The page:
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GJJM Enterprises, LLC v. City of Atlantic City

United States District Court, D. New Jersey

November 19, 2018

GJJM ENTERPRISES, LLC, d/b/a STILETTO, Plaintiff,
v.
CITY OF ATLANTIC CITY, CITY OF ATLANTIC CITY POLICE DEPARTMENT, HENRY WHITE, Chief, Atlantic City Police Department, [1] CHRISTOPHER PORRINO, New Jersey Attorney General, NEW JERSEY DIVISION OF ALCOHOLIC BEVERAGE CONTROL, DAVID P. RIBLE, Director of New Jersey Division of Alcoholic Beverage Control, Defendants.

          MEMORANDUM OPINION & ORDER

          JOSEPH H. RODRIGUEZ U.S.D.J.

         In this motion, Plaintiff GJJM Enterprises, LLC d/b/a Stiletto (“GJJM”) challenges the constitutionality of New Jersey's ban on “BYOB” advertising and seeks declaratory and injunctive relief claiming that N.J. Stat. Ann. § 2C:33-27(a)(2) violates its First Amendment rights and that the government should be enjoined from enforcing the ban.

         Cross-motions for summary judgment are now before the Court. Oral argument on the motions was held September 19, 2018, and the record of that proceeding is incorporated here. For the reasons stated during oral argument, as well as those articulated below, the Court will grant Plaintiff's motion for summary judgment, as the Court finds the State's BYOB advertising ban unconstitutional. Accordingly, the State Defendants' cross-motion for summary judgment will be denied. The parties are directed to provide the Court with a proposed permanent injunction to reflect these proceedings.

         Background

         GJJM operates a nightlife destination called Stiletto (“the Club”) adjacent to the Atlantic City boardwalk. The Club features non-alcoholic beverages and live entertainment and frequently hosts tourists, convention groups, and bachelor parties. As a service to its customers, GJJM permits its clientele to bring their own beer and wine (“BYOB”) to consume at the Club; it does not allow customers consume liquor or mixed drinks in the Club. GJJM contends that the fear of prosecution under New Jersey's ban on BYOB advertising has prevented it from notifying its clients-either through radio, print, television, and online ads or by exterior or interior signage-that they are permitted to bring their own beer or wine to the Club.

         New Jersey Law

         Section 2C:33-27 of the New Jersey Statutes governs the consumption of alcohol at restaurants that do not have a license to sell alcoholic beverages. It provides, in pertinent part:

a. No. person who owns or operates a restaurant, dining room or other public place where food or liquid refreshments are sold or served to the general public, and for which premises a license or permit authorizing the sale of alcoholic beverages for on-premises consumption has not been issued:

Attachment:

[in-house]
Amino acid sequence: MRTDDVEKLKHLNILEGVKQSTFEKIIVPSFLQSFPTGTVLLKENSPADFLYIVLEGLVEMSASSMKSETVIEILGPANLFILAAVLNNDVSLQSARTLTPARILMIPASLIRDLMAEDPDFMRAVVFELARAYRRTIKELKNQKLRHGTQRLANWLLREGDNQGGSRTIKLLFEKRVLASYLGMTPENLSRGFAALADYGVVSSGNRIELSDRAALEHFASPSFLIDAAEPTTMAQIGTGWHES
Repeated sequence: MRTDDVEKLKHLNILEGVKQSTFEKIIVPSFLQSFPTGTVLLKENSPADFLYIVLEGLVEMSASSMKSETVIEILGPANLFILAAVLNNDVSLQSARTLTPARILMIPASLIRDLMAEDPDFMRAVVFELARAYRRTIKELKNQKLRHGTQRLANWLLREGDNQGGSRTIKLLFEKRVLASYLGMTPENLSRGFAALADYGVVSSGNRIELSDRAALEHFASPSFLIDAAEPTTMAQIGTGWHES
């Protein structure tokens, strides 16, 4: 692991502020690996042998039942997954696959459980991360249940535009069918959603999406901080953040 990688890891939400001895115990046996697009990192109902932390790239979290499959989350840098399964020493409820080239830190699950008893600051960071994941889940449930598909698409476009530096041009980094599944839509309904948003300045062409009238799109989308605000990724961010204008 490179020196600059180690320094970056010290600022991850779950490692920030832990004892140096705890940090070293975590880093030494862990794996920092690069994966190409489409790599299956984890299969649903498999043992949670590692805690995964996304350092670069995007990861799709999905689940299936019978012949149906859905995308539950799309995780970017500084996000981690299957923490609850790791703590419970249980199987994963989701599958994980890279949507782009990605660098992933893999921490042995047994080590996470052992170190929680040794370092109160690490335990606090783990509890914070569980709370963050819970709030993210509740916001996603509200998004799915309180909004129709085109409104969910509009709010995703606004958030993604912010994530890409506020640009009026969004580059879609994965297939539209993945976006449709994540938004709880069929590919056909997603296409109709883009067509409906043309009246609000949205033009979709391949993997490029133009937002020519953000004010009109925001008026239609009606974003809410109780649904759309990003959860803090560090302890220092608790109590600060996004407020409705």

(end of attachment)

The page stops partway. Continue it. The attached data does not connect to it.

(1) Shall allow the consumption of alcoholic beverages, other than wine or a malt alcoholic beverage, in a portion of the premises which is open to the public; or (2) Shall charge any admission fee or cover, corkage or service charge or advertise inside or outside of such premises that patrons may bring and consume their own wine or malt alcoholic beverages in a portion of the premises which is open to the public.
(3) Shall allow the consumption of wine or malt alcoholic beverages at times or by persons to whom the service or consumption or alcoholic beverages on licensed premises is prohibited by State or municipal law or regulation.
* * *
c. A person who violates any provision of this act is a disorderly person, and the court, in addition to the sentence imposed for the disorderly person violation, may by its judgment bar the owner or operator from allowing consumption of wine or malt alcoholic beverages in his premises as authorized by this act.

N.J. Stat. Ann. § 2C:33-27.

         Under the statute, patrons may bring their own beer and wine to the restaurant, but may not bring outside liquor. 2C:33-27(a)(1). The restaurant may not, however, advertise-either inside or outside the establishment-that patrons are permitted to bring their own alcoholic beverages. 2C:33-27 (a)(2). As a result, restaurants are prohibited from notifying customers that their establishments are BYOB, even though it is lawful for patrons to bring and consume their own beer or wine on the premises. Individuals who advertise that customers may BYOB to their restaurants face prosecution as disorderly persons. ...


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